Course Information
TitleΦΩΝΗΤΙΚΗ-ΦΩΝΟΛΟΓΙΑ / PHONETICS-PHONOLOGY
CodeΓλ2-230
FacultyPhilosophy
SchoolEnglish Language and Literature
Cycle / Level1st / Undergraduate, 2nd / Postgraduate
Teaching PeriodWinter/Spring
CommonNo
StatusActive
Course ID600008088

Programme of Study: 2018-2019

Registered students: 109
OrientationAttendance TypeSemesterYearECTS
KORMOSCompulsory CourseWinter/Spring-6

Class Information
Academic Year2019 – 2020
Class PeriodWinter
Faculty Instructors
Weekly Hours3
Total Hours39
Class ID
600154593
Type of the Course
  • Scientific Area
Course Category
Specific Foundation / Core
Mode of Delivery
  • Face to face
Erasmus
The course is also offered to exchange programme students.
Learning Outcomes
• An understanding of basic concepts and terms used in phonetics and phonology • Knowledge of the English vowels and consonants and their articulatory characteristics • Knowledge of syllable structure, stress patterns, intonational patterns, rhythm and connected speech processes of English • Knowledge of the phonetic symbols and diacritics used to represent the sounds, stress and intonation of English • The ability to do a phonetic transcription of texts in English using the International Phonetic Alphabet (IPA)
General Competences
  • Apply knowledge in practice
  • Retrieve, analyse and synthesise data and information, with the use of necessary technologies
  • Make decisions
  • Work autonomously
  • Work in an interdisciplinary team
  • Advance free, creative and causative thinking
Course Content (Syllabus)
Τhe course aims to provide a comprehensive introduction to the sound pattern of English. Both segmental and suprasegmental aspects of the language will be explored and several of the main concepts of phonetics and phonology will be discussed through exemplification from English. The course will begin with the description of the articulation of the English consonants and vowels and it will introduce the symbols of the International Phonetic Alphabet that are used for the transcription of the English sounds. A discussion of phonemically distinct segments vs. allophonic variants will follow. The course will then proceed to a description of syllable structure and weight as well as English stress, intonation and rhythm. Major connected speech processes will also be discussed including assimilation, deletion, insertion, and reduction. Students will have the opportunity to have extensive practice in phonetic transcription throughout the course. Course handouts and other materials (audio files, videos, internet sites) are uploaded on elearning.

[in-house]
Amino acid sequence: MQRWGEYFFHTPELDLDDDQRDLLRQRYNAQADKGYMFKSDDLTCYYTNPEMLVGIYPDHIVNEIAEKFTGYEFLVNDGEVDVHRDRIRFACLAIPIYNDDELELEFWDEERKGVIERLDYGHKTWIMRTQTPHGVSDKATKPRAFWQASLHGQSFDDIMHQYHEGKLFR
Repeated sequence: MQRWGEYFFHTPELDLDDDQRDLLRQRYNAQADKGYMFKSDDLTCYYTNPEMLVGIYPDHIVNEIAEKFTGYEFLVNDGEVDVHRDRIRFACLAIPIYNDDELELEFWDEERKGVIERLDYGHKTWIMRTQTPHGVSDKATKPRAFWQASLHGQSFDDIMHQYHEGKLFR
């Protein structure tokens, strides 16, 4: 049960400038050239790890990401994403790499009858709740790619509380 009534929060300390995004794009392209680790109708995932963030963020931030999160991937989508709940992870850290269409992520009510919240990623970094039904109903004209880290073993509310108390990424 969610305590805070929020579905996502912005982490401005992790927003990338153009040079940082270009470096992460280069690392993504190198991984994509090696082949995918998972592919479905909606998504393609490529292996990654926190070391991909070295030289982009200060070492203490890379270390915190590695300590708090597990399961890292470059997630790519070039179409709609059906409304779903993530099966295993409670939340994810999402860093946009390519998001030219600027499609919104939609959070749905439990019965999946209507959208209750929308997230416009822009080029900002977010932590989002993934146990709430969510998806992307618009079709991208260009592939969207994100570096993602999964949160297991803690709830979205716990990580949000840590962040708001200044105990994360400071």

Keywords
Phonetics Phonology English
Educational Material Types
  • Notes
  • Slide presentations
  • Audio
  • Multimedia
  • Interactive excersises
  • Book
Use of Information and Communication Technologies
Use of ICT
  • Use of ICT in Course Teaching
  • Use of ICT in Communication with Students
Course Organization
ActivitiesWorkloadECTSIndividualTeamworkErasmus
Lectures1174.7
Reading Assigment200.8
Written assigments100.4
Exams30.1
Total1506
Student Assessment
Description
Final exam: 1. Multiple Choise Questions (40%) 2. Phonological analysis of data (10%) 2. Πhonetic transcription of an English passage (30%) (compulsory, a passing mark is required) 3. phonetic transcription of an English word and articulatory description of its component segments (20%) (compulsory)
Student Assessment methods
  • Written Exam with Multiple Choice Questions (Summative)
  • Written Exam with Short Answer Questions (Summative)
  • Performance / Staging (Summative)
  • Written Exam with Problem Solving (Summative)
  • Labortatory Assignment (Summative)
Bibliography
Additional bibliography for study
Roach, P. (2000) English Phonetics and Phonology: A practical Course. Cambridge University Press. Ashby, M. & J. Maidment (2005) Introducing Phonetic Science. Cambridge: CUP. Ashby, Patricia (2011) Understanding Phonetics. Hodder Education Publishers Ashby, Patricia (2007) Speech Sounds. Taylor & Francis. Gut, U. (2009) Introduction to English Phonetics and Phonology. Peter Lang Publishers. Ball, M. J. & Rahilly, J. (1999) Phonetics: The Science of Speech. London: Arnold. Bauman-Wangler, J. (2008) Introduction to Phonetics and Phonology: From concepts to transcription. Allyn & Bacon. Carr, P (1993) Phonology. London: Macmillan. Carr, P. (1999) English Phonetics and Phonology. An introduction. Oxford: Blackwell Publishers. Clark, J. & Yallop, C. (1995) An Introduction to Phonetics and Phonology (2nd edn). Oxford: Basil Blackwell. Davenport, M. & Hannahs, S. J. (1998) Introducing Phonetics & Phonology. London: Arnold. Gimson, A. C. (1994) [1970] An Introduction to the Pronunciation of English (revised by A. Cruttenden). London: Edward Arnold. Handbook of the International Phonetic Association. A Guide to the Use of the International Phonetic Alphabet. (1999). CUP. Jones, D. (1997) English Pronouncing Dictionary. Revised by Roach, P. & Hartman, J. (15th ed). CUP. Kenworthy, J. (2000) The Pronunciation of English. A Workbook. London: Arnold. Ladefoged, P. (1993) A course in Phonetics (3rd edn). Harcourt Brace College Publishers. Panagopoulos, L. C. (1996) General and English Phonetics for Greek University Students of Schools of English. (2nd ed). Thessaloniki: Aivazis-Zoumpoulis Press. Small, L. H. (1999) Fundamentals of Phonetics. A Practical Guide for Students.Boston: Allyn & Bacon. Wells, J. C. (1990) Longman Pronunciation Dictionary. London: Longman.
Last Update
06-10-2019